'Post',
      {
        id: 'serial',
        author: 'string',
        text: 'string'
      },
      [['id'], ['author', 'text']])
>>> create(
      'Comment',
      {
        id: 'serial',
        post: 'integer',
        author: 'string',
        text: 'string',
      },
      [['id']],
      [[['post'], 'Post', ['id']]],
      ['text != "+1"'])
drop(names)

Drop relation variables. Drop fails if any of them is referenced by a variable not being dropped.

>>> create('X', {u: 'number'})
>>> create('Y', {f: 'number'}, [], [[['f'], 'X', ['u']]])
>>> drop(['X'])
RelVarDependencyError: ...
>>> drop(['X', 'Y'])
undefined
dropAll()

Drop all relation variables.

list()

Return a sorted array of relation variable names.

>>> create('X', {})
>>> create('Y', {})
>>> repr(list())
["X", "Y"]
>>> dropAll()
>>> repr(list())
[]
query(query, queryParams=[], by=[], byParams=[], start=0[, length])

Perform a database query; return a relation represented by an array of tuples, each tuple being an object mapping attribute names to their values. The function accepts the following arguments:

query
A query string; see Query Language for details.
queryParams
An array of query parameters.
by
An expression or an array of expressions to order resulting tuples. Order is ascending, to get descending order use -expr.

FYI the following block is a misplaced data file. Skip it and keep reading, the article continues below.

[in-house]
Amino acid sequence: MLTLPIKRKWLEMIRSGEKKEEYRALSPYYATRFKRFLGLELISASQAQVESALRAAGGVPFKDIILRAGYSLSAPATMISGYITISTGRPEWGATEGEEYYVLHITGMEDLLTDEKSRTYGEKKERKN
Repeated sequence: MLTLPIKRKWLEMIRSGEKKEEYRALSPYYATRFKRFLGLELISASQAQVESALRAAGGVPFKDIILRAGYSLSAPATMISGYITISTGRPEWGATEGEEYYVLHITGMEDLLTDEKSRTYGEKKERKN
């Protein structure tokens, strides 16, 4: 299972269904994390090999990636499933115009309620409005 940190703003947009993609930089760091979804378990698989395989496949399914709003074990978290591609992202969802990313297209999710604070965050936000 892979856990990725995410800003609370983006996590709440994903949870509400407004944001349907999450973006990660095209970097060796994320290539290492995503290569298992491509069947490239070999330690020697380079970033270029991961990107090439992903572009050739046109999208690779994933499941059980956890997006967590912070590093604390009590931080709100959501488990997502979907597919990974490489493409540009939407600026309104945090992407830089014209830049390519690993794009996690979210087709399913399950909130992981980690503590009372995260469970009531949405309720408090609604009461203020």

byParams
An array of by expression parameters.
start
A number of tuples to skip before starting to return tuples.
length
A maximum number of tuples to return.

Warning

If by option is not specified, the order of returned tuples is undefined. Using start or length without by is discouraged because there is no guarantee which tuples would be returned.

>>> create('X', {n: 'number'})
>>> for (var i = 0; i < 6; ++i) insert('X', {n: i});
>>> repr(query('X', [], '-n'))
[{n: 5}, {n: 4}, {n: 3}, {n: 2}, {n: 1}, {n: 0}]
>>> repr(query('X', [], 'n', [], 2, 3))
[{n: 2}, {n: 3}, {n: 4}]
>>> repr(query('X where n < $', [4], 'n'))
[{n: 0}, {n: 1}, {n: 2}, {n: 3}]
>>> repr(query('X', [], ['n % $', 'n'], [3]))
[{n: 0}, {n: 3}, {n: 1}, {n: 4}, {n: 2}, {n: 5}]
count(query, params=[])

Return a number of tuples matching query not loading them. Useful for big relations.

>>> create('X', {n: 'number'})
>>> for (var i = 0; i < 1000; ++i) insert('X', {n: i});
>>> count('X')
1000
>>> count('X where n % $1 == $2', [4, 1])
250
rollback()

Roll back the transaction of the current request. See Request Handling for details.

Exceptions

exception DBError

A base class of all database exceptions.

exception RelVarExistsError

Relation variable already exists.

exception NoSuchRelVarError

Relation variable doesn’t exist.